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Hario V60 vs Kalita Wave: Which One Should You Get?

Wave or V60? This is probably the biggest question among burgeoning home baristas. Here’s the definitive answer.

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Asser Christensen

Licensed Q Arabica Grader, M.A. Journalism

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In real life you can either be a dog or a cat person. It’s little bit the same in the world of coffee, where you’re either a fan of cone shaped or flat-bottom drippers.

Today, we’re going to do a review and comparison between two of the most beloved and well-known drippers; we are of course talking about no other than the iconic Hario V60 and the sleek Kalita Wave.

I’ll share my thoughts about their pros and cons, and by the end of this post, surely, you’ll get a better appreciation of which one you should consider buying. 

TL;DR: I recommend the Hario V60 for beginners. If you’re more advanced and have a good grinder and good beans, it’s worth also getting a Kalita Wave.

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Hario V60: The backstory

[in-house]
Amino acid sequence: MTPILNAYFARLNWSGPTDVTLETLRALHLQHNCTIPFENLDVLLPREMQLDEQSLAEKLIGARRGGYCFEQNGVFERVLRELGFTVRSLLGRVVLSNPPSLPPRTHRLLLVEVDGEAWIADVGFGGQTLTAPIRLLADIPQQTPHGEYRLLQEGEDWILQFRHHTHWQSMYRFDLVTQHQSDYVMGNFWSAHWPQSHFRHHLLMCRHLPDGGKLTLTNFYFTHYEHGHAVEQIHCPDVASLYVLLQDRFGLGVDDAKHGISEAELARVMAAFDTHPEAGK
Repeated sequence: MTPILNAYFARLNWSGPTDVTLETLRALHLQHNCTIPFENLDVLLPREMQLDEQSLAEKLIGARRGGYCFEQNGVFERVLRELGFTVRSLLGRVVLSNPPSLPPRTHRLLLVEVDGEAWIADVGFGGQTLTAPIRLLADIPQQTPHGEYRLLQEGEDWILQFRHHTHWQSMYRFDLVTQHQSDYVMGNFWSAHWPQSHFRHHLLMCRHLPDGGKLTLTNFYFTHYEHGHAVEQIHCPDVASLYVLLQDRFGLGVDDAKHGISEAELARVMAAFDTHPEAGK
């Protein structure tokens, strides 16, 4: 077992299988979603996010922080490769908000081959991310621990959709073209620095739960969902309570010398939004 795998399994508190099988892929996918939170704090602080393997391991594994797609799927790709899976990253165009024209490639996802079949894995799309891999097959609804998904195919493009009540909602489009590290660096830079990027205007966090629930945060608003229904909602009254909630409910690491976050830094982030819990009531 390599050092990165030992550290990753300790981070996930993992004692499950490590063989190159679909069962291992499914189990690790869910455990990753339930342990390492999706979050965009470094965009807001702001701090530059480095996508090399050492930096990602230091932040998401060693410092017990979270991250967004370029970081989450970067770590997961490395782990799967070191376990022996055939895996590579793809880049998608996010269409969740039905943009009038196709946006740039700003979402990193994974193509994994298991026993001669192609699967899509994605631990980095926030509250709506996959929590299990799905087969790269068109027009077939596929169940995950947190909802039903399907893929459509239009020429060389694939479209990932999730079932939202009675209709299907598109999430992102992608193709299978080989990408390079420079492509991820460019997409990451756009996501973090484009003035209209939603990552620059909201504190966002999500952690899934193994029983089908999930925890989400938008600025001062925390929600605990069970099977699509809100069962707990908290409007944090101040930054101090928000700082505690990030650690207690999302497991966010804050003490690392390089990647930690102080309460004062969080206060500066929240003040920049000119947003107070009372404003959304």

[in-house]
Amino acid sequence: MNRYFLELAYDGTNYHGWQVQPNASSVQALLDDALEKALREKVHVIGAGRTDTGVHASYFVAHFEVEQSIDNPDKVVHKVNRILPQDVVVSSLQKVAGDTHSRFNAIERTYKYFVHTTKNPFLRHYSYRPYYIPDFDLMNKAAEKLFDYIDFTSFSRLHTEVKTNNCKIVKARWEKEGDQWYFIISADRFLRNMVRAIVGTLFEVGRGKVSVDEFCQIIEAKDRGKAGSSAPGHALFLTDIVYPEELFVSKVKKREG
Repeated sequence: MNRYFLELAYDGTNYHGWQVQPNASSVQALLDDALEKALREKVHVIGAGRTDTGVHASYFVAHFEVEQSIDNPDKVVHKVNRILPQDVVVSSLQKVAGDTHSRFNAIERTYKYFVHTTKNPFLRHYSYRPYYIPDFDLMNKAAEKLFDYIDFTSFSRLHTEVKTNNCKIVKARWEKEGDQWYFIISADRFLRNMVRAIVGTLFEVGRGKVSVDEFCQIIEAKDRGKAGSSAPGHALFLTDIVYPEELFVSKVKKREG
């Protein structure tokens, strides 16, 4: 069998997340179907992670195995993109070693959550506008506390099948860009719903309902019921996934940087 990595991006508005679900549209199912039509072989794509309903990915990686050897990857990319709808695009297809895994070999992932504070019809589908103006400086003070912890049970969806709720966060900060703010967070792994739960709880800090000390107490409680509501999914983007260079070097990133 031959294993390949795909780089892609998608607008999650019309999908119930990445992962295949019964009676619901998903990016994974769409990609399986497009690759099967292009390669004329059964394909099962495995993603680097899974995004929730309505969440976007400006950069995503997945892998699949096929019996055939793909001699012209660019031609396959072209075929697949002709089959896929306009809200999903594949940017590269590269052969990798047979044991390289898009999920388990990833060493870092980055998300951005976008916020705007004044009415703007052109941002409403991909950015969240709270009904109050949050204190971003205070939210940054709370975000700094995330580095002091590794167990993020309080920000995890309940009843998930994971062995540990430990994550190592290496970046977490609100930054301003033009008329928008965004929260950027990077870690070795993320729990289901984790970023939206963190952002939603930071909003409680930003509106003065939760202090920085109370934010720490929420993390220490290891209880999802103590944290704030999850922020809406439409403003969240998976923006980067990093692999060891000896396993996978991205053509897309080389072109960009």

Hario is an old company, and its brand name means “The King of Glass” in Japanese.

Hario has a wide range of beautiful coffee products. The Buono kettle and range server are examples of this exquisite design language.

It’s a bit ironic that they became so known for their cone-shaped dripper, since it was actually a small coffee company named Kono, who invented the design in the 1970’s.

Hario V60 was first introduced in its native Japan, but it didn’t get popular in the West until around 2010.

Around that time specialty coffee started to take off, and the V60 quickly became almost synonymous with this type of coffee.

Oh, by the way, I have made a video to help you decide πŸ‘‡

Kalita Backstory

Kalita is another well-known Japanese coffee company. Actually, Kalita started out as an imitator of the old school German coffee Melitta (hence the similar names), but eventually they grew into their own.

You can still buy Melitta-style knock-off drippers produced by Kalita.

However, the Kalita Wave is definitely a striking and unique design that we have to give the company some credit for.

Shortly after the Hario V60 had paved the way in specialty coffee shops around the world, attention shifted to the flat-bottomed rival.

For some reason, Hario got a reputation for being a little bit fussy and unpredictable. You couldn’t be sure that you’d get the same coffee every time. Whereas the Kalita Wave was seen as a steadier and more consistent way of brewing due to its flat-bottom design.